April, Abstention, Ascension, & Angels

April is special to me; besides the fact that I hate winter in Montana, April is my birth month. In a few days, I’ll turn 55 years old, halfway between 50 and 60. It seems like a good time to reassess my life, especially considering that it seems only weeks ago I turned 50. Since this is the beginning of April, and we’re still in the Lenten season (not that I practice a faith, but…), I decided to practice a little abstention of addictions. This is day three without any wine or alcohol of any kind (not that I’m counting). It’s okay, actually, because my addiction is psychological rather than physical, but it’s true that I drink wine nearly every day, and sometimes more than the recommended “one glass.” I really love wine. However, it has been suggested to me, by some who shall remain nameless, that I should cut back on the vino, and so for the rest of April I will not drink wine or alcohol of any type. It’s an exercise in self-control. My second addiction is too personal; it’s not illegal or harmful (though possibly dangerous), but it’s not something I’m comfortable putting out on the World Wide Web. It will require at least the same self-control and conscious effort. Buddhists believe that attachment to people and things is what causes us pain in life, so I’m consciously trying to detach to improve my life and my spirit. In any case, I intend to indulge to my heart’s content on April 30th. Just sayin’.

I hiked Mt. Ascension today, perfect for a hike: cool but sunny, not too many people on the trails, and I managed to get to the summit and back to my car without any detours. I love hiking, and it’s a good activity to keep me focused and physically fit. Maybe I’ll even lose a few pounds since I won’t be imbibing as usual. Lots of people hike Mt. Helena, but I prefer Mt. Ascension for several reasons, partly because of memories of hiking it with special people, but also because of the challenge it offers in following trails and because it’s less popular. It’s a good hike for contemplation and meditation, a couple hours at least from start to finish. I usually sit at the top and think, which I did today. As this was my first hike of the season in Montana—I hiked in California last week—I hoped I might see some early wildflowers, but I wasn’t too hopeful; it’s early and has been so cool, I didn’t expect to see any, but on the way down, I saw two beautiful little groups of purple flowers, nearly fully blooming. They were short, close to the ground, but with good-sized petals, almost like wild tulips, really lovely. I was surprised because I saw no other flowers on the entire hike. It seemed odd and out of place that these two little clumps of flowers should sit so isolated and close to the trail. I hoped it was a sign.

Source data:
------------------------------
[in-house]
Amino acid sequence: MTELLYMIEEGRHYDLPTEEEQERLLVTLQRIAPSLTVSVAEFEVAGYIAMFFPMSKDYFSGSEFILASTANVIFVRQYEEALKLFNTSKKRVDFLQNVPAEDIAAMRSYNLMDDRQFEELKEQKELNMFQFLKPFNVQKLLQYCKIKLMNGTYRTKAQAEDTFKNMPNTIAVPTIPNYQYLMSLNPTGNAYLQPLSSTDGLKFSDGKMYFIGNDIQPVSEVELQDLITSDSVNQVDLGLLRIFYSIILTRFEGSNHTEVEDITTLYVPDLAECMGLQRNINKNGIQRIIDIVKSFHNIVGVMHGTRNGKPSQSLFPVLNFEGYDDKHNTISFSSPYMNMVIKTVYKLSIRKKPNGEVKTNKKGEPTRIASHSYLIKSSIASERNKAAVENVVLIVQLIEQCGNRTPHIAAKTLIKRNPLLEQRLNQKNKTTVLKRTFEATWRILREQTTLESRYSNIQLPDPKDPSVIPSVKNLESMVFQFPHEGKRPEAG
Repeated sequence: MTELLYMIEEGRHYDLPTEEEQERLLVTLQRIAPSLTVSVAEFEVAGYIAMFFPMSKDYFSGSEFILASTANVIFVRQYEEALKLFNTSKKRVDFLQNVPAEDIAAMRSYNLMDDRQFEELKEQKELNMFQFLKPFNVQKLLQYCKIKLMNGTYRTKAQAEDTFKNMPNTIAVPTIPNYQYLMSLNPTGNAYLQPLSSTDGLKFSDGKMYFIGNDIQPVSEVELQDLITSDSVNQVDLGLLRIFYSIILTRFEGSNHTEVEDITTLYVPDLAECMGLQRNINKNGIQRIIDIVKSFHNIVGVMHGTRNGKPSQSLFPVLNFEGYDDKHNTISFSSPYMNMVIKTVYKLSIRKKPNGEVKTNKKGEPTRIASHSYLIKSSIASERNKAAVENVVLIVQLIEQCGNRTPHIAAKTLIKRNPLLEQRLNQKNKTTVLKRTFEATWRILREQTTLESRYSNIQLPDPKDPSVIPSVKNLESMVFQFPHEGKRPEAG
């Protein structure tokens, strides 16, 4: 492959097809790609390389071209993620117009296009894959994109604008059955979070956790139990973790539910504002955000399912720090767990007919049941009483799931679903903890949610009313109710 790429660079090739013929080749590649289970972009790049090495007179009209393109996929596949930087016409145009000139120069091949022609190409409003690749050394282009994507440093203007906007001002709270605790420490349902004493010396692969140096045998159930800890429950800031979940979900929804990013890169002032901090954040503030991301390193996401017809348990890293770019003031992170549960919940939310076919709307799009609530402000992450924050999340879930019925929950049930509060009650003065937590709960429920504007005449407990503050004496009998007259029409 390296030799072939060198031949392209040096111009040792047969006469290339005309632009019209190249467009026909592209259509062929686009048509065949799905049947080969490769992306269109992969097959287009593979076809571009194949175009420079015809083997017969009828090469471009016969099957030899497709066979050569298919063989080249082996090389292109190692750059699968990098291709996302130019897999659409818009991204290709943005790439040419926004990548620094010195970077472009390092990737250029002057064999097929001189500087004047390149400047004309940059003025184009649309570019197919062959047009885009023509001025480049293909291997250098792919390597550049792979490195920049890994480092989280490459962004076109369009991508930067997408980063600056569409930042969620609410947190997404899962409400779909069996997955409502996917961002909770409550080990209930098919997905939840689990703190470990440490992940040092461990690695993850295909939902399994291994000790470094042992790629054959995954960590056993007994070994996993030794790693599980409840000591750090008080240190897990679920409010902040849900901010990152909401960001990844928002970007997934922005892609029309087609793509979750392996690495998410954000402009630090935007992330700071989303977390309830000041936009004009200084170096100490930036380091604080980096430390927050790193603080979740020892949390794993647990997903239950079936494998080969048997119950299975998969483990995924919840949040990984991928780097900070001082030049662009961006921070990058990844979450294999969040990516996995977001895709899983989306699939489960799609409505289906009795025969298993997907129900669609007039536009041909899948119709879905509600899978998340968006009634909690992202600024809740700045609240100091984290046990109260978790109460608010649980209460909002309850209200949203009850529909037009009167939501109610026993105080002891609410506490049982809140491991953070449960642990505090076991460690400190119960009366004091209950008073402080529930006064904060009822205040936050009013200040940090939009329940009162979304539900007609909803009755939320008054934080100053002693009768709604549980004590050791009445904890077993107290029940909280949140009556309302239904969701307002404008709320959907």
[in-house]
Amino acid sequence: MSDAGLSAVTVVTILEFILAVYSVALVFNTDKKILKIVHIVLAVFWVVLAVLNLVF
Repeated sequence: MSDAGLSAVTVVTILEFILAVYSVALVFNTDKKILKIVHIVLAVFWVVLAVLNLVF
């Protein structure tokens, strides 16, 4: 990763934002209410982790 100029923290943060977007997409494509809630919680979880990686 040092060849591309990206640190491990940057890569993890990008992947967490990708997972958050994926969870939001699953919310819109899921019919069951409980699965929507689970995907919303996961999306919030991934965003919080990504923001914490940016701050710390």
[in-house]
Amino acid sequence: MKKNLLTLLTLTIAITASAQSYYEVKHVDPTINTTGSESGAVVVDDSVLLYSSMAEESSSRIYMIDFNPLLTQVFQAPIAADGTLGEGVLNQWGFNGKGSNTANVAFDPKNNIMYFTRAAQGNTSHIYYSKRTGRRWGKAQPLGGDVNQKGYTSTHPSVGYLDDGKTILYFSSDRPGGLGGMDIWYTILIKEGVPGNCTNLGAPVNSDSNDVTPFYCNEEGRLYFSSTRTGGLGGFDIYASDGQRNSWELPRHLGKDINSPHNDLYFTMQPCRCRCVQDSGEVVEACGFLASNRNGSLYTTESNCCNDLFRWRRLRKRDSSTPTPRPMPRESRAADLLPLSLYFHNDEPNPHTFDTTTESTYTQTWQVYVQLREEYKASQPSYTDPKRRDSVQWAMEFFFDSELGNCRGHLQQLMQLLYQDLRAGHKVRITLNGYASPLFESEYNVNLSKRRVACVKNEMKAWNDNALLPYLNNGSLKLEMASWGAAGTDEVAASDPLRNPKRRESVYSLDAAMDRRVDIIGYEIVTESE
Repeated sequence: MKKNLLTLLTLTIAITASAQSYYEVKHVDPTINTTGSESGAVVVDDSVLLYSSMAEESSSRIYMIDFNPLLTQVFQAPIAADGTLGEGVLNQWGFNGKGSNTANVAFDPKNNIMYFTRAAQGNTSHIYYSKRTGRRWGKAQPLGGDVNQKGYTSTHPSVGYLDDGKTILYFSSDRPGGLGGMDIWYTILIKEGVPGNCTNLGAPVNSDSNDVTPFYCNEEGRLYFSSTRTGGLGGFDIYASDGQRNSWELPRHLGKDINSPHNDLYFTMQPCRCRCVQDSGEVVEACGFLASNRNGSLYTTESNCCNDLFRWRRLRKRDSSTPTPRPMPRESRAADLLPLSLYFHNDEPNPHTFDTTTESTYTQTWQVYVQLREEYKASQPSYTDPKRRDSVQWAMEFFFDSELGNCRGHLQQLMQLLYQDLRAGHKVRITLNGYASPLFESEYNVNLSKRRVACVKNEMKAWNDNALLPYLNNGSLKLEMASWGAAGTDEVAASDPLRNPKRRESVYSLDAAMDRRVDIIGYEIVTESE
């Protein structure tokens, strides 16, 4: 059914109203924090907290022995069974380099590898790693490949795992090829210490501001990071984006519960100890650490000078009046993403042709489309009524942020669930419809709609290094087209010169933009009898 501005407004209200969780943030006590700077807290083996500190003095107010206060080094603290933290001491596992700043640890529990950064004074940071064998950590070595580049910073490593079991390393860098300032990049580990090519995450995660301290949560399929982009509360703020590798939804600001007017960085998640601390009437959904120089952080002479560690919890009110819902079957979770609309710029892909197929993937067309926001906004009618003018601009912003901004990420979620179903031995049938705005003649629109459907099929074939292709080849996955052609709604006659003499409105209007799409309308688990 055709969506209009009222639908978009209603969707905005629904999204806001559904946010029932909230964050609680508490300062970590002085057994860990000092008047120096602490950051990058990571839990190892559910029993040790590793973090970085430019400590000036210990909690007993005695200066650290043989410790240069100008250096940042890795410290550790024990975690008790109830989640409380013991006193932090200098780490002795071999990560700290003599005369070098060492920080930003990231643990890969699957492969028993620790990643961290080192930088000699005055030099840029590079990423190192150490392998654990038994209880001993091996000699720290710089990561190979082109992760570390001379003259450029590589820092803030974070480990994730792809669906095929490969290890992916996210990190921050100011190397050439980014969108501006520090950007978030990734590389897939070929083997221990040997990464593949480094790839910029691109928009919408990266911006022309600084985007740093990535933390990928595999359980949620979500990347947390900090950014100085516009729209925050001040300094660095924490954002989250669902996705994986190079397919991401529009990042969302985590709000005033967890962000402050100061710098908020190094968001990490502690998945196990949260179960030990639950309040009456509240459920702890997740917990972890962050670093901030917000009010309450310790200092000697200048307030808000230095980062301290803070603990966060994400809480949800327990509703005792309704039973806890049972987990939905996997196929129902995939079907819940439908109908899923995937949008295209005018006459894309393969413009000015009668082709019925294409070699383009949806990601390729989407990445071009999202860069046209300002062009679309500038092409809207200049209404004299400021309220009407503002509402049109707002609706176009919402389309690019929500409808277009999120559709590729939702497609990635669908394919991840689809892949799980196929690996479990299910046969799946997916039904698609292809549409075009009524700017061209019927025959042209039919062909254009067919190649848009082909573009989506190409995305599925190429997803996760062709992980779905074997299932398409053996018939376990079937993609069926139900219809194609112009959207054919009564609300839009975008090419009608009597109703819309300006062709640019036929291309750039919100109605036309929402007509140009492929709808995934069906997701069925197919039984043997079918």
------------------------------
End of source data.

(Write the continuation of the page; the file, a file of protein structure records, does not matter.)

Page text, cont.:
While I sat at the summit, I tried to meditate, but I’m not very successful at quieting my mind. Last week in California, Jamie and I talked about “setting intentions,” the idea that if a person sets an intention and asks the universe, or God, or whatever energy one believes in to bring about the intention, it will come to pass. Nancy, my counselor, tells me there is data that show if a person attends to her spirituality, emotional healing will happen faster and better. I didn’t ask her to show me the studies (doubting Thomas that I am), but she’s been pretty spot-on in everything else, so I believe what she says. The problem is that I have a pretty negative attitude toward religion in general, all religion. I consider myself agnostic; however, I know there are several people who pray for me on a regular basis—now including a shuttle driver in Portland whom I met on a ride to the airport! Random! And despite being a nonbeliever, I also feel like a slacker when so many people are spending their valuable time and prayers on me. I should at least be helping! This is where the angels come in; there seem to be signs, there’s something tugging at me, wanting me to listen to the silence. The flowers. I set the intention, I hoped I’d see them, and they were there. I almost took a photo, but I didn’t because I hoped they weren’t real, that they were meant for me alone.

I’m not at all a superstitious person, but I’m open to the possibility that maybe I’m wrong. Gasp!! Steady yourselves. Maybe there is something beyond this consciousness, this life.

April, Abstention, Ascension & Angels: Day 3.

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